Is new poll a Diehl breaker? 

Emerson survey finds Healey with 18-point lead

THE HEADLINE IS not exactly the sort of unqualified boost that campaigns usually go out of their way to promote. But if you’re running for governor of Massachusetts as the Trump-backed Republican nominee, you take what you can get. 

So it is that the homepage of Geoff Diehl’s campaign website, under latest news and press, promotes a Boston Herald column from Monday proclaiming, “New poll gives Republican Geoff Diehl glimmer of hope for his underdog campaign.” 

An Emerson College poll released last week, the first to appear after last Tuesday’s state primary, shows Democratic nominee Maura Healey with a 52-34 lead over Diehl among likely voters. The gap is smaller than the 30-point margin she had over Diehl or his erstwhile primary rival Chris Doughty in polls earlier in the summer. The new Emerson poll also shows Diehl leading Healey 45-38 among unenrolled voters. That finding, in particular, said Herald columnist Joe Battenfeld, “should be a warning sign for Democrats not to take the governor’s race for granted.” 

Any warning aside, Spencer Kimball, director of the Emerson College Polling Center, said the big takeaway from the survey is “that Maura Healey, I would expect, to be the next governor of Massachusetts.” Kimball said Diehl would need a much bigger margin among unenrolled voters – on the order of 2-to-1 or more – to threaten Healey.

Healey is polling over 50 percent, Kimball said, and is well-defined and well-liked at this point. Healey’s overall favorable-to-unfavorable rating in the poll was 55-35, while Diehl was underwater at 34-38. “So he’s got a tough road,” Kimball said of Diehl. 

Appearing Sunday on WCVB-TV’s “On The Record,” Diehl was asked if he plans to make a big issue of the November ballot question on repealing the state law allowing undocumented immigrants to get driver’s licenses. “I think the economy right now is going to be the No. 1 issue,” he said. “The Biden economy is really poor right now. We’ve got high inflation, high cost of fuel, obviously high cost of food. So I think that’s going to be front and center.” 

Diehl then pointed to the Emerson poll’s finding that voters identified the economy as their top concern (41 percent said it was their top issue) and that he leads Healey (49-33) among those respondents. Kimball said Republicans often do better than Democrats nationally on poll questions centered on the economy, but he pointed out that Healey is the overwhelming choice of those who cited abortion rights and health care, the next highest ranked concerns, as their top issues.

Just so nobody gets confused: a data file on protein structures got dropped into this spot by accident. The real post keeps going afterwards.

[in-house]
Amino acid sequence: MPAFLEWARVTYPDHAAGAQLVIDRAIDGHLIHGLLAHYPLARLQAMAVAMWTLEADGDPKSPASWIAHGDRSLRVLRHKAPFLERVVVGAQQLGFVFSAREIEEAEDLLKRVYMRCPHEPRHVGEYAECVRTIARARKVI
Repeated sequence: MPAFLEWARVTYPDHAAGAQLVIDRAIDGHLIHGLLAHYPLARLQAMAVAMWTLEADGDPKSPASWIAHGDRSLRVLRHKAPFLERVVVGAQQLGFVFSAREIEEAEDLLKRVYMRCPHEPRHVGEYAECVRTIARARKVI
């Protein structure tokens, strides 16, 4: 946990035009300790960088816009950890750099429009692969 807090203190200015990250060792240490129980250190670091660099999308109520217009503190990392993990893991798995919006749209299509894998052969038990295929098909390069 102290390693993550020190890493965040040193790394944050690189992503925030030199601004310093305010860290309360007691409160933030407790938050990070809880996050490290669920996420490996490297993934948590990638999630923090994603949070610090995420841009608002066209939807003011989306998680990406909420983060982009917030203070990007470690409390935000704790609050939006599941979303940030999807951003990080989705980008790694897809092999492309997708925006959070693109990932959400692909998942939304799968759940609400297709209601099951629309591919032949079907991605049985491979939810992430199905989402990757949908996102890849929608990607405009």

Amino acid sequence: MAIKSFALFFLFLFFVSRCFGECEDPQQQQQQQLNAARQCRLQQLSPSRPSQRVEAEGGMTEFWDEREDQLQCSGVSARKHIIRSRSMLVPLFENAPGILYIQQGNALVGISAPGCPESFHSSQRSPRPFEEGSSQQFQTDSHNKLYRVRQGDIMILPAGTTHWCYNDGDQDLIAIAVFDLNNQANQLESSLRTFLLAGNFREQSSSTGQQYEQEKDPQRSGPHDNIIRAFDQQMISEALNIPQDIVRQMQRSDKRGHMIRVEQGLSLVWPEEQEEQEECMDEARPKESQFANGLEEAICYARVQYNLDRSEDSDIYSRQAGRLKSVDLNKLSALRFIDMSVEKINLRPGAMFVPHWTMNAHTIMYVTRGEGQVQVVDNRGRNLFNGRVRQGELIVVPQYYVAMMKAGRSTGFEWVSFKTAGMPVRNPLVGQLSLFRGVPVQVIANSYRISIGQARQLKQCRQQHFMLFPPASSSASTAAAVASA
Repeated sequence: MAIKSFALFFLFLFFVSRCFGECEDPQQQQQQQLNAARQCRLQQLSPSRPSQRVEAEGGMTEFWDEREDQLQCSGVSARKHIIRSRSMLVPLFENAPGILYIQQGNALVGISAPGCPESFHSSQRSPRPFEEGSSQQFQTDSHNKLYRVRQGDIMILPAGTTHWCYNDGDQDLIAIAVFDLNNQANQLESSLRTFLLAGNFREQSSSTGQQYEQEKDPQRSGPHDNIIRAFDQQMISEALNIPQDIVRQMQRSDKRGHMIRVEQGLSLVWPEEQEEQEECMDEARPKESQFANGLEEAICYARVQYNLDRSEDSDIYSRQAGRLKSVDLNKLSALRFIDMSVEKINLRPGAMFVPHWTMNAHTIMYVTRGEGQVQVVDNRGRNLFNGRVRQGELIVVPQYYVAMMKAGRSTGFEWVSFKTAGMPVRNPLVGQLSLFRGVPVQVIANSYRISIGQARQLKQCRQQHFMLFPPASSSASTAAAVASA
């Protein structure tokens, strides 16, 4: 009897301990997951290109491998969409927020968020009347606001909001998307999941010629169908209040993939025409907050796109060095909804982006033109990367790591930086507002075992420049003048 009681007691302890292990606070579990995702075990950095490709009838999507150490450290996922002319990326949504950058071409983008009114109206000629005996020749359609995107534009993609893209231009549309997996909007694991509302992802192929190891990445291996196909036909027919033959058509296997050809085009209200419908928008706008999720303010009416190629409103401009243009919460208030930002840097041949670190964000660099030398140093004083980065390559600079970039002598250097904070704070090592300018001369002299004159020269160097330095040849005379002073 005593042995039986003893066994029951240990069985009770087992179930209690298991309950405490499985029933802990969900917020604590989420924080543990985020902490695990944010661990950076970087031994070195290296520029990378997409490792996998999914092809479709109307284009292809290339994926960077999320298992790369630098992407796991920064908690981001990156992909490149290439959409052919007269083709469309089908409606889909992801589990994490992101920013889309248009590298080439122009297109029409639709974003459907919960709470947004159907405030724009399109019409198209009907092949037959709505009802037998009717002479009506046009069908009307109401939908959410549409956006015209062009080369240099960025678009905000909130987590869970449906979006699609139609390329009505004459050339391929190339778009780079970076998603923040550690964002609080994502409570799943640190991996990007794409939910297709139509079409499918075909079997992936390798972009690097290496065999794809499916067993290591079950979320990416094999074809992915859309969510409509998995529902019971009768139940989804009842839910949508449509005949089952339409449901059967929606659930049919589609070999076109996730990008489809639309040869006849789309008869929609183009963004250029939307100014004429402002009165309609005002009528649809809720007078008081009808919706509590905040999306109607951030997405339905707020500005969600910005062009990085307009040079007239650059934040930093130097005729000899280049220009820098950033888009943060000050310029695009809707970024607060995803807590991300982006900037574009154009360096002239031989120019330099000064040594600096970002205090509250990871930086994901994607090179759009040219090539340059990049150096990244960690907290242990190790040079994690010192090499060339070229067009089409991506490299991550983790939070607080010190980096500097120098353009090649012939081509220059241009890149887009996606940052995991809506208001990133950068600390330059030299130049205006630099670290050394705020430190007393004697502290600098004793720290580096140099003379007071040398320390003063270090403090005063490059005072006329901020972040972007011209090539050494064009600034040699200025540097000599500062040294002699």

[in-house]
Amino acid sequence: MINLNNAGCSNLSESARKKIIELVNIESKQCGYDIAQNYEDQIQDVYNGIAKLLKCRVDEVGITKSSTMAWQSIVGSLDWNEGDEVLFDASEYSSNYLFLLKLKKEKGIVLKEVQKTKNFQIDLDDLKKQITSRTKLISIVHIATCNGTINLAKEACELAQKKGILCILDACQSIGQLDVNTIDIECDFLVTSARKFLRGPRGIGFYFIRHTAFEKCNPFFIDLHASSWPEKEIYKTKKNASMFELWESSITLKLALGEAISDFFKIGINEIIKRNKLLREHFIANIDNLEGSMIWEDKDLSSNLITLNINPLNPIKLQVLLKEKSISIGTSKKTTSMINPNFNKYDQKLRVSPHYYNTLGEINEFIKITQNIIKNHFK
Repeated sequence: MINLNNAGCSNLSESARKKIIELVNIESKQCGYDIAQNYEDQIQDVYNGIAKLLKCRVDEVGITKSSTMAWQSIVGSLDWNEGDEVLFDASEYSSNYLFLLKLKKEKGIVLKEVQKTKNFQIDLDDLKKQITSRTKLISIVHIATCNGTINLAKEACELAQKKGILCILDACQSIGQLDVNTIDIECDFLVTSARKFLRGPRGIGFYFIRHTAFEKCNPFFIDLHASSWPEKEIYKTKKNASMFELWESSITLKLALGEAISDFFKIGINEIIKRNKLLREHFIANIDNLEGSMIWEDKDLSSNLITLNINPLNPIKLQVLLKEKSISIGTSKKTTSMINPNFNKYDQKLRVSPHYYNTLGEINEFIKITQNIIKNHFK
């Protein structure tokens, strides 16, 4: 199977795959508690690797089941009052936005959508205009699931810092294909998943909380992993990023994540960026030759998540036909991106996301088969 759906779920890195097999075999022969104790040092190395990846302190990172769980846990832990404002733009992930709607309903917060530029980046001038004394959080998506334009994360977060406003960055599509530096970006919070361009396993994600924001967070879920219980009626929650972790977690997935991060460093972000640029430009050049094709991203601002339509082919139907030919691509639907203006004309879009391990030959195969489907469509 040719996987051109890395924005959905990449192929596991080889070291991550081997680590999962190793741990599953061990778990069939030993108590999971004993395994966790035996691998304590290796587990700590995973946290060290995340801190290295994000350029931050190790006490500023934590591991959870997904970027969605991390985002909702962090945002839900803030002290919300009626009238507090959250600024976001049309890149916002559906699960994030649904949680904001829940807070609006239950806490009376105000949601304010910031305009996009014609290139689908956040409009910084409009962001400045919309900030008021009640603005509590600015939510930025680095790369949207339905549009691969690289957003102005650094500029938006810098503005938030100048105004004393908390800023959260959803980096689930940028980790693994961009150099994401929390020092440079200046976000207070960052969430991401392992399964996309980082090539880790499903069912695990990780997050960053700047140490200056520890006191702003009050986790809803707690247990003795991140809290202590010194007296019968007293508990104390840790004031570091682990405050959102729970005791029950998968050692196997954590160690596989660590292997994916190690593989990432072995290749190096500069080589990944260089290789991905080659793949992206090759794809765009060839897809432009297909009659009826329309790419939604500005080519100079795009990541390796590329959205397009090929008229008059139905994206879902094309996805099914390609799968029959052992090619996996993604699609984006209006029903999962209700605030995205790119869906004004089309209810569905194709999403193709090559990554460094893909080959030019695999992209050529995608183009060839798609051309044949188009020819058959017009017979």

While Diehl seemed to wave off the idea of a prominent place for the driver’s license issue in his campaign, Rob Gray, a veteran Republican strategist, thinks the ballot question – along with the millionaires tax question – is actually one of the few openings for Diehl to try to make up ground. With only $17,000 in his campaign account as of the end of August, Diehl is heading into the general election with virtually no resources, said Gray. The ballot questions, on the other hand, will have some campaign dollars behind them and draw media attention. 

“I see the two ballot initiatives as one of the few bright lights for Diehl,” said Gray. “If he can identify himself with the anti-tax side on the income question and with the pro-repeal side on the driver’s license question he would do himself some good.” 

Healey is on the opposite side of Diehl on both questions, having voiced support for the 4 percent surcharge on annual income over $1 million and for preserving the law on licenses for undocumented immigrants. “The only way to defeat Maura Healey is to create doubt about her and drag her down, and to that you have to identify wedge issues between you and her,” said Gray. “I’m not sure what the strategy is of trying to tie Healey to Biden or the ‘Biden economy.’” 

The most recent polling shows Diehl’s position on the two questions losing, but ballot questions are prone to big shifts in voter sentiment as campaigns play out.

Diehl has no ability, however, to promote his own message, said Gray. “You can’t win a car race if you have no gas in your tank, and he has tens of thousands dollars, not the millions of dollars a Republican in Massachusetts needs to run a viable campaign,” Gray said.

Healey, who had $4.7 million on hand at the end of August, will have plenty of resources to promote her message. She has been making a clear play for more moderate voters who supported the popular outgoing Republican governor, Charlie Baker.